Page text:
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by David Downing
Soho Crime, May 2012
304 pages
ISBN: 1616950749

Buy in the UK | Buy in Canada

LEHRTER STATION is David Downing's fifth spy novel featuring the admirable John Russell, journalist and erstwhile spy. In this book, which closely follows on the events of POTSDAM STATION, the time is right after the end of WWII. POTSDAM STATION showed us the last days of the war and the liberation of Berlin. It had us follow three individuals, whose separate stories only come together at the very end: John Russell, his lover Effi, and John's son Paul, an eighteen-year-old soldier in the German army.

Now Berlin is divided into occupation zones, and Russell is "invited" to return from the relative calm of London to spy on the Americans for the Russians. Because of events at the end of the war, he is indebted to the Russians, and cannot refuse their offer. However, it is a "looking-glass world" to which he returns. He uses this phrase to refer to his situation on more than one occasion, and the convoluted nature of his circumstances warrants this analogy. His assignment is to go to the Americans and tell them that he has been asked by the Russians to spy on them. In essence, he is offering himself to them as a double agent. Actually, however, he would still be working for the Russians. This is delectable fare for readers who enjoy spying entanglements.

Russell is British with American citizenship, but sees himself as essentially self-employed, his own person. He has thoughtful and considered ideas about why he does what he does, much of which relate to needing to protect his family. He goes with a Jewish group to report on the organized routes for Jews to travel to Palestine. By doing this he is going against the British. Much fascinating details and commentary accompany every piece of Russell's journey through war-ravaged Europe. We learn about both sides of the argument concerning the creation of a Jewish homeland in Palestine, an event that had not yet occurred. As Russell travels, the reader can taste and smell the devastation, both in the wreckage of the cities and in the shattered lives of the survivors. Although he has ration cards, there is not much decent food to be had and cigarettes are the most valued form of currency. Downing always has an eye for the telling details. He has Russell note that hungry dogs abound in Berlin, but not a single bird or domestic cat.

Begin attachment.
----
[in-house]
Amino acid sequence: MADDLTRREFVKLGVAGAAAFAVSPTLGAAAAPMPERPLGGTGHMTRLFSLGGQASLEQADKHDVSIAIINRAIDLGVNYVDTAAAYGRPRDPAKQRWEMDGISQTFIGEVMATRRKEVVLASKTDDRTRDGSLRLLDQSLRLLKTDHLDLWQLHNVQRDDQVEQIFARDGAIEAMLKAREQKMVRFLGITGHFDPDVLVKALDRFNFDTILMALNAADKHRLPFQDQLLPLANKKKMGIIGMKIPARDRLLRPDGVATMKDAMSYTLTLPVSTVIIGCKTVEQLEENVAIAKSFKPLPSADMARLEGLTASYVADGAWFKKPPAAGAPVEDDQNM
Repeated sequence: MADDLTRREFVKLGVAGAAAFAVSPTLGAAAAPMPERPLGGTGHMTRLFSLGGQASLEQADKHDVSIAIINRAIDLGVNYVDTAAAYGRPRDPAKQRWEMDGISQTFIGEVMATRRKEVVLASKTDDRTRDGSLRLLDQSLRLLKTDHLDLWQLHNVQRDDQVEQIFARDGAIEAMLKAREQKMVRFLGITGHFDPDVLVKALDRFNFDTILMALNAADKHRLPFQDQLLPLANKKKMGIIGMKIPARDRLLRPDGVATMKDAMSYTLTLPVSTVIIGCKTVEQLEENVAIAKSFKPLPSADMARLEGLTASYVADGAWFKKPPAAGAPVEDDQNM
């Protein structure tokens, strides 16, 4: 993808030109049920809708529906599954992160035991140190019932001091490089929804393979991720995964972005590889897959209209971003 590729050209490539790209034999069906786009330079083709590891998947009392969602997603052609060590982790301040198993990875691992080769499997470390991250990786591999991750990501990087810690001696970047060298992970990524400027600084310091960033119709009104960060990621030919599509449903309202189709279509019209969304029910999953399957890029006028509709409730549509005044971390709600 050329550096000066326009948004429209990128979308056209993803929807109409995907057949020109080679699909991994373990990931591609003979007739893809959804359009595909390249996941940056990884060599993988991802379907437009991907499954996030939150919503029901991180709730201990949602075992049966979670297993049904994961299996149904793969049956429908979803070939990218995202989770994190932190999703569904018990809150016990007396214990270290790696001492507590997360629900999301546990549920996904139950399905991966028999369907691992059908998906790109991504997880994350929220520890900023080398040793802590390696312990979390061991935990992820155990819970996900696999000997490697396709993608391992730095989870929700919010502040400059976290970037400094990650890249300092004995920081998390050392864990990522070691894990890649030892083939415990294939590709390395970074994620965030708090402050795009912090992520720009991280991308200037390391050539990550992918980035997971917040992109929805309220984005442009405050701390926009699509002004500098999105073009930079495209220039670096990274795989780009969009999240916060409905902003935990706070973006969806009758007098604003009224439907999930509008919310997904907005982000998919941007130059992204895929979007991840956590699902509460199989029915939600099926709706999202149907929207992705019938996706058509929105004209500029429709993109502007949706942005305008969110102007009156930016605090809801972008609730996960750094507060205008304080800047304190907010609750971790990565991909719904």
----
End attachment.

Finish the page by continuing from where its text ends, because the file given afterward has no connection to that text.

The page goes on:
Russell has returned to Berlin with his long-term love, Effi, a German actress who has been offered a leading film role as part of the Russian plan. Besides the jobs they have been assigned, they are both also looking for missing persons. A Jewish child named Rosa whom Effi adopted near the end of the war may or may not have a living father. They search for him as well as for a young woman whose parents they found alive. The black market has a strong presence in Berlin, and both Russell and Effi get pulled into some of its machinations without meaning to. Russell is faced with corruption on all levels and from all Occupying forces. The Germans, he knows, did despicable things during the war, but others committed atrocities as well. Now he discovers that ex-Nazis are being allowed to hold positions of power if they have proven themselves useful to the Occupation. He must decide what to do when he is being told to leave them alone. The wrath of his handlers if he disobeys could mean his death at any time.

Downing is a very skillful writer. He gives you just enough of the past to have the present of this book make sense. Yet he is able to tantalize you with what he does not reveal so that you want to read the previous books and learn the details. LEHRTER STATION is highly recommended both for its evocation of a harrowing historical period and for its intrigue as a spy thriller.

Anne Corey is a writer, poet, teacher and botanical artist in New York's Hudson Valley.

Reviewed by Anne Corey, March 2012

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